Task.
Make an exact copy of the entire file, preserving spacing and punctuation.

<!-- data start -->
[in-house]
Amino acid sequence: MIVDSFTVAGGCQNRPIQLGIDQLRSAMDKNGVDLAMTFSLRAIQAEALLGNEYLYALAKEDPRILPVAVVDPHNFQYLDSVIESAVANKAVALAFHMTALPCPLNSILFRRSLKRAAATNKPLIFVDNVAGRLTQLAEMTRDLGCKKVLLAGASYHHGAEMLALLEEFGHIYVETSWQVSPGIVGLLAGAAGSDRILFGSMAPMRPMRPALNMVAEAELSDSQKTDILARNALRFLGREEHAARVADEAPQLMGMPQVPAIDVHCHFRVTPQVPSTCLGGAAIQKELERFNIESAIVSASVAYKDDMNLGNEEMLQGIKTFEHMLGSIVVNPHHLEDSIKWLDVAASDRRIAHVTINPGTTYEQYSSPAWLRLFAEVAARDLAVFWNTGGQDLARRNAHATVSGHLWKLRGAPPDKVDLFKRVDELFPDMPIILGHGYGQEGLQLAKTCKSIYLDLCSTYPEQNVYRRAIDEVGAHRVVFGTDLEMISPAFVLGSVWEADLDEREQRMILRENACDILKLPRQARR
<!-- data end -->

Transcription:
[in-house]
Amino acid sequence: MIVDSFTVAGGCQNRPIQLGIDQLRSAMDKNGVDLAMTFSLRAIQAEALLGNEYLYALAKEDPRILPVAVVDPHNFQYLDSVIESAVANKAVALAFHMTALPCPLNSILFRRSLKRAAATNKPLIFVDNVAGRLTQLAEMTRDLGCKKVLLAGASYHHGAEMLALLEEFGHIYVETSWQVSPGIVGLLAGAAGSDRILFGSMAPMRPMRPALNMVAEAELSDSQKTDILARNALRFLGREEHAARVADEAPQLMGMPQVPAIDVHCHFRVTPQVPSTCLGGAAIQKELERFNIESAIVSASVAYKDDMNLGNEEMLQGIKTFEHMLGSIVVNPHHLEDSIKWLDVAASDRRIAHVTINPGTTYEQYSSPAWLRLFAEVAARDLAVFWNTGGQDLARRNAHATVSGHLWKLRGAPPDKVDLFKRVDELFPDMPIILGHGYGQEGLQLAKTCKSIYLDLCSTYPEQNVYRRAIDEVGAHRVVFGTDLEMISPAFVLGSVWEADLDEREQRMILRENACDILKLPRQARR